The President’s Proposal on Afghanistan

For nearly sixteen years, American servicemembers and diplomatic and development personnel have been in Afghanistan, fighting terrorism and helping the people of Afghanistan to rebuild their nation after decades of Taliban rule. Our armed forces and the U.S. government have made some progress, but Afghanistan has a long fight ahead to gain the sustainable stability and security its people want. The United States and our allies have a continued interest in preventing Afghanistan from being used as a safe haven or operational base from which terrorist groups like al Qaeda, the Haqqani Network, and ISIS can execute attacks that threaten our national security.

The President’s proposal deserves a thorough review. I appreciate that it appears to have been developed on the basis of counsel from our military leadership, but I am concerned that such a significant decision was made at a time when the State Department lacks Senate-confirmed leaders in many critical senior roles. Any continued military operations in Afghanistan must be accompanied by a comprehensive diplomatic and development strategy, including to ensure that the country is ready for Parliamentary elections scheduled for July 2018 and to maintain and grow the health, education, and human rights gains that have been made thus far. For example, I have led an effort to invest in recruiting and retaining women in the Afghan National Security Forces and we must ensure the Afghan government builds on those gains.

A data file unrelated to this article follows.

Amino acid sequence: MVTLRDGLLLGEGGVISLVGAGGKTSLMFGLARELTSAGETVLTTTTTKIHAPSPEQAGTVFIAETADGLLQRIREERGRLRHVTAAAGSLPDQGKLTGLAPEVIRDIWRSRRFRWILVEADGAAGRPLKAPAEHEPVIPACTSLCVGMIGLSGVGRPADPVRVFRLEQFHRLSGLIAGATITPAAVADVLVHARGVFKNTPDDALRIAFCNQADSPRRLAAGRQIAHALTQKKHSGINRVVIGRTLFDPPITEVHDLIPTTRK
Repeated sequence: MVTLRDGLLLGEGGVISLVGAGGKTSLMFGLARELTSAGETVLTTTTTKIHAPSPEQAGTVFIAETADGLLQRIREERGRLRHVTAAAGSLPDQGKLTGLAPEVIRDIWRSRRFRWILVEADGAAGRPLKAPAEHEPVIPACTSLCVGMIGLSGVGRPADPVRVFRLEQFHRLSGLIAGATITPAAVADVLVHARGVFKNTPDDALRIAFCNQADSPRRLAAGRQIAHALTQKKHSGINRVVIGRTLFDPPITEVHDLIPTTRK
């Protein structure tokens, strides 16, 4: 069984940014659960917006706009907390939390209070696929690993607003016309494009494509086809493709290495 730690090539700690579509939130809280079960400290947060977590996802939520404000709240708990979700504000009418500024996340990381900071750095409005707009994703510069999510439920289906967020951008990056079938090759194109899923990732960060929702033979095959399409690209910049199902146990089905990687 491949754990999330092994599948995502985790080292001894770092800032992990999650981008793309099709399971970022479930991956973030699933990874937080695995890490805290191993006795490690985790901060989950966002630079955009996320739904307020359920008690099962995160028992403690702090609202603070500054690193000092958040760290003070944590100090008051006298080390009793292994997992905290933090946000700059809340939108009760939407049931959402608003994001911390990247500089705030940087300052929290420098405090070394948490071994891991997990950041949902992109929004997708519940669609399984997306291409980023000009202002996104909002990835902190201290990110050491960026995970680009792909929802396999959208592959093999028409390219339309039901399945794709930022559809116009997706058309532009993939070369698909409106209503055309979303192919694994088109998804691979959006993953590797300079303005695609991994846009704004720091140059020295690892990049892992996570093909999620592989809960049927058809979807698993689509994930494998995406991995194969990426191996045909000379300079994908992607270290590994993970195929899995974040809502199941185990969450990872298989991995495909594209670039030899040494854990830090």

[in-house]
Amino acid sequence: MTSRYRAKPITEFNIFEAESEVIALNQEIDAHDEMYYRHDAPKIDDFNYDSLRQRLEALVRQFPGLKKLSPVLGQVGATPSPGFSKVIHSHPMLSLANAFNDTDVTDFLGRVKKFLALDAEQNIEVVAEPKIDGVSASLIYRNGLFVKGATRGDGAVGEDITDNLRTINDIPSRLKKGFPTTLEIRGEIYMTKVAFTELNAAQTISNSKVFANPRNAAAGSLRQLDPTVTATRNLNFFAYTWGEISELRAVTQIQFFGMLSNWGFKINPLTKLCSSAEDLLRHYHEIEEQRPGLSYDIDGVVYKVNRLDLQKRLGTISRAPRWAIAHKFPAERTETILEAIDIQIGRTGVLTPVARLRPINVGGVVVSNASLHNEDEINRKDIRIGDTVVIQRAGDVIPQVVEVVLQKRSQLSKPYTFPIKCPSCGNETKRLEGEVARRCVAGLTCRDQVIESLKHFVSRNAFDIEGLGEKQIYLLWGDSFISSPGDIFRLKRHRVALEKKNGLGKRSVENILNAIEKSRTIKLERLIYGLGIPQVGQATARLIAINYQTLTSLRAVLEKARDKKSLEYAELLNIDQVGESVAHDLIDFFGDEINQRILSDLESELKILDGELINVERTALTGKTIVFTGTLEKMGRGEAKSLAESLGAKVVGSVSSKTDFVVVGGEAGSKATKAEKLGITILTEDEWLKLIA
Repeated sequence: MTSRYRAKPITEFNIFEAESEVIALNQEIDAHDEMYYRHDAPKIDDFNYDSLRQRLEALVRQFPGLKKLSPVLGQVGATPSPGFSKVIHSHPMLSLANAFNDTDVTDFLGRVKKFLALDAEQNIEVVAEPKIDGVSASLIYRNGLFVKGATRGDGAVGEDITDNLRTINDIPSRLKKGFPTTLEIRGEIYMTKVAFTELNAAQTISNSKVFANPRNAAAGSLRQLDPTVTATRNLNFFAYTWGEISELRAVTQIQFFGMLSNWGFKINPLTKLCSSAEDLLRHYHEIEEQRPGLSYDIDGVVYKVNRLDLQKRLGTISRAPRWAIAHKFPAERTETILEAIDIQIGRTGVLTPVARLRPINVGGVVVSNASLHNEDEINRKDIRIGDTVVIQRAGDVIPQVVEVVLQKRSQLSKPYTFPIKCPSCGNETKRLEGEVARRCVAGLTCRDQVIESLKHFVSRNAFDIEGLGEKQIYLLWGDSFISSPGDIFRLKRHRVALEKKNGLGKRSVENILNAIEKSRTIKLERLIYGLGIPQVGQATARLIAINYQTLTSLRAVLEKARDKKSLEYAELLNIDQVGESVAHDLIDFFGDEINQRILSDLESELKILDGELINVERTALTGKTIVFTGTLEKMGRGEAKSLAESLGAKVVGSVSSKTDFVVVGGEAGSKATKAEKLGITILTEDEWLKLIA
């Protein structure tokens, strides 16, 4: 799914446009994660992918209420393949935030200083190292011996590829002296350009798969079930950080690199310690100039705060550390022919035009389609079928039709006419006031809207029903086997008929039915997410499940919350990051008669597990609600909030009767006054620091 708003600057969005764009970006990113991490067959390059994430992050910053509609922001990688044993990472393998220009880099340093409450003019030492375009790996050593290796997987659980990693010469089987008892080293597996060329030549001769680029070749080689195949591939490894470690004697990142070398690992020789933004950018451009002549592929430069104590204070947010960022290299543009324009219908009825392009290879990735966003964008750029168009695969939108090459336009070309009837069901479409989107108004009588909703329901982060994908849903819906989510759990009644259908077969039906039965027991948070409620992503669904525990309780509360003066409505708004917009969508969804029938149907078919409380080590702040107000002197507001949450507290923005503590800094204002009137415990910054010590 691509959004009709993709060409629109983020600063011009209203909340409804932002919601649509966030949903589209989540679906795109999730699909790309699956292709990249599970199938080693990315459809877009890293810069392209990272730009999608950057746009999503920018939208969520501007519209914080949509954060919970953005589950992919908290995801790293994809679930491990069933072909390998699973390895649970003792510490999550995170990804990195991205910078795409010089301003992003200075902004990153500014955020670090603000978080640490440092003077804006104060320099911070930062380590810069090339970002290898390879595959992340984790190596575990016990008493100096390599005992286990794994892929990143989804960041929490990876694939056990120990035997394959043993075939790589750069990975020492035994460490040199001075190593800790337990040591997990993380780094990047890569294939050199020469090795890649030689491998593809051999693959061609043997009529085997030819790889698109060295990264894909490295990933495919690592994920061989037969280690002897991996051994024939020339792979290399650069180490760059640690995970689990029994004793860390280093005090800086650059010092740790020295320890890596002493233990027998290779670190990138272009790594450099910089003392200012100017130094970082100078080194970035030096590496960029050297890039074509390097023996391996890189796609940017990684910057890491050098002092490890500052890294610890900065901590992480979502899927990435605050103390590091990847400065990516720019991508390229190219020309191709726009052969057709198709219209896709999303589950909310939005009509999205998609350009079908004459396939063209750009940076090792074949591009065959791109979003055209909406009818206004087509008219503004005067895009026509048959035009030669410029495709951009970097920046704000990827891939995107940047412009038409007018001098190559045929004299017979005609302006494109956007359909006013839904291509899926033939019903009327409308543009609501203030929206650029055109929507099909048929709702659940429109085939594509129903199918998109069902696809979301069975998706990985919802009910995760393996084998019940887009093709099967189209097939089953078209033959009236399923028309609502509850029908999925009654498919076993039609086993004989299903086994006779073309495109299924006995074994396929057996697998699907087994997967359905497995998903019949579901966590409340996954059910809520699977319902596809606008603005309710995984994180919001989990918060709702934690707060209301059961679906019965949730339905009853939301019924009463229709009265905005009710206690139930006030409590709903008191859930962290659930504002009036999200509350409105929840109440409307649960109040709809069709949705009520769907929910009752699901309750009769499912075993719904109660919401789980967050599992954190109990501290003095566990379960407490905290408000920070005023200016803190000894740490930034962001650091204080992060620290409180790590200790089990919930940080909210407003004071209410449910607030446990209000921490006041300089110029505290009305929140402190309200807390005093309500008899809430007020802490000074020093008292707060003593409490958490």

Afghanistan’s future must be decided by the Afghan people, not the United States military — the Afghan government, especially the Afghan National Security Forces, must continue to develop the capability and willingness to take responsibility for their own country’s security. Countries in the region, especially Pakistan, also need to continue to fight terrorism and work with the Afghan government to improve regional stability and security.

I urge the President to engage Congress in a bipartisan, bicameral effort to draft and enact a new Authorization for the Use of Military Force, or AUMF, that will govern the ongoing deployment of U.S. military forces to combat terrorism. The truth is that the conflicts in Afghanistan and Iraq, and our role in them, have evolved significantly since the 2001 and 2002 AUMFs were enacted. As we call on our servicemembers for another deployment, more months away from their families, we owe it to them to have this debate, no matter how hard it may be to come to agreement.


Representing the Commonwealth of Pennsylvania

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